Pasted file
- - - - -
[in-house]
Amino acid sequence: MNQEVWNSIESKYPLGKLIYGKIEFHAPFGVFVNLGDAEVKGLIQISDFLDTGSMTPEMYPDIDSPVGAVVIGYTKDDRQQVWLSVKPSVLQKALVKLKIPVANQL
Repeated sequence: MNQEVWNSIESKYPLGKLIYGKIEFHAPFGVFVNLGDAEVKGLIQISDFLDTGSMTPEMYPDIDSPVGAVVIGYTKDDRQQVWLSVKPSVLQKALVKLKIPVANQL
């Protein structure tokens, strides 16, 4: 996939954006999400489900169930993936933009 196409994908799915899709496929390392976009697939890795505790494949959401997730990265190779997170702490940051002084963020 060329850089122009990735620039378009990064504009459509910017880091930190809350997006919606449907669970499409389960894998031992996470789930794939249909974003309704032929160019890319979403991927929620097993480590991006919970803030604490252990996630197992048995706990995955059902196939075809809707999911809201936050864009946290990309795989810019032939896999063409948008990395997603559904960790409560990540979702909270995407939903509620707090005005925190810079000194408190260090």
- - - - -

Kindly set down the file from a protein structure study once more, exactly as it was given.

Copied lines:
[in-house]
Amino acid sequence: MNQEVWNSIESKYPLGKLIYGKIEFHAPFGVFVNLGDAEVKGLIQISDFLDTGSMTPEMYPDIDSPVGAVVIGYTKDDRQQVWLSVKPSVLQKALVKLKIPVANQL
Repeated sequence: MNQEVWNSIESKYPLGKLIYGKIEFHAPFGVFVNLGDAEVKGLIQISDFLDTGSMTPEMYPDIDSPVGAVVIGYTKDDRQQVWLSVKPSVLQKALVKLKIPVANQL
């Protein structure tokens, strides 16, 4: 996939954006999400489900169930993936933009 196409994908799915899709496929390392976009697939890795505790494949959401997730990265190779997170702490940051002084963020 060329850089122009990735620039378009990064504009459509910017880091930190809350997006919606449907669970499409389960894998031992996470789930794939249909974003309704032929160019890319979403991927929620097993480590991006919970803030604490252990996630197992048995706990995955059902196939075809809707999911809201936050864009946290990309795989810019032939896999063409948008990395997603559904960790409560990540979702909270995407939903509620707090005005925190810079000194408190260090």